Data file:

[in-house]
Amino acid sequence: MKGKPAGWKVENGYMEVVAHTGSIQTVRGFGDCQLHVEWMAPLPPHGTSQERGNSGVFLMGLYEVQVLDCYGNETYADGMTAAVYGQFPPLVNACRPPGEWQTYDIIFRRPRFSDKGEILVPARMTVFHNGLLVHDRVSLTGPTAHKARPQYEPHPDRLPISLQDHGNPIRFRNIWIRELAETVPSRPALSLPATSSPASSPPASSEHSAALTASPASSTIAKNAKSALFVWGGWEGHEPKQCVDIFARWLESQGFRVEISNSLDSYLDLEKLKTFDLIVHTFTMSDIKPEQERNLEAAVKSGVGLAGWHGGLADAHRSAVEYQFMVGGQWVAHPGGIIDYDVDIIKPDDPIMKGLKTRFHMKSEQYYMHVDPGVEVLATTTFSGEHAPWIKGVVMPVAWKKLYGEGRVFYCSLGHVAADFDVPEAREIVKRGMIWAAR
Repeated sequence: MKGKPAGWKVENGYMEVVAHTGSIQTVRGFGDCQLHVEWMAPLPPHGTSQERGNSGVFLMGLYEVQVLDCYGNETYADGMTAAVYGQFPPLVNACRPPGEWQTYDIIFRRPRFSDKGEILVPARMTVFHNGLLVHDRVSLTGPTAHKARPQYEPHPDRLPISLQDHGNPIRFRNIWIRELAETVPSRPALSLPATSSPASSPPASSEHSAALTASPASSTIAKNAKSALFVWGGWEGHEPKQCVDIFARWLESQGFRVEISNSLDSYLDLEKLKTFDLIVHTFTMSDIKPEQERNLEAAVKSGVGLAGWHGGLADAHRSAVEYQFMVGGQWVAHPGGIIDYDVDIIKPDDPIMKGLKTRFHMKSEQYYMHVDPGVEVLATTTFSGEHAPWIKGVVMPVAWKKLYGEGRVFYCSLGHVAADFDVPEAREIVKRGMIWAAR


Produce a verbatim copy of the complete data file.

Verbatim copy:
[in-house]
Amino acid sequence: MKGKPAGWKVENGYMEVVAHTGSIQTVRGFGDCQLHVEWMAPLPPHGTSQERGNSGVFLMGLYEVQVLDCYGNETYADGMTAAVYGQFPPLVNACRPPGEWQTYDIIFRRPRFSDKGEILVPARMTVFHNGLLVHDRVSLTGPTAHKARPQYEPHPDRLPISLQDHGNPIRFRNIWIRELAETVPSRPALSLPATSSPASSPPASSEHSAALTASPASSTIAKNAKSALFVWGGWEGHEPKQCVDIFARWLESQGFRVEISNSLDSYLDLEKLKTFDLIVHTFTMSDIKPEQERNLEAAVKSGVGLAGWHGGLADAHRSAVEYQFMVGGQWVAHPGGIIDYDVDIIKPDDPIMKGLKTRFHMKSEQYYMHVDPGVEVLATTTFSGEHAPWIKGVVMPVAWKKLYGEGRVFYCSLGHVAADFDVPEAREIVKRGMIWAAR
Repeated sequence: MKGKPAGWKVENGYMEVVAHTGSIQTVRGFGDCQLHVEWMAPLPPHGTSQERGNSGVFLMGLYEVQVLDCYGNETYADGMTAAVYGQFPPLVNACRPPGEWQTYDIIFRRPRFSDKGEILVPARMTVFHNGLLVHDRVSLTGPTAHKARPQYEPHPDRLPISLQDHGNPIRFRNIWIRELAETVPSRPALSLPATSSPASSPPASSEHSAALTASPASSTIAKNAKSALFVWGGWEGHEPKQCVDIFARWLESQGFRVEISNSLDSYLDLEKLKTFDLIVHTFTMSDIKPEQERNLEAAVKSGVGLAGWHGGLADAHRSAVEYQFMVGGQWVAHPGGIIDYDVDIIKPDDPIMKGLKTRFHMKSEQYYMHVDPGVEVLATTTFSGEHAPWIKGVVMPVAWKKLYGEGRVFYCSLGHVAADFDVPEAREIVKRGMIWAAR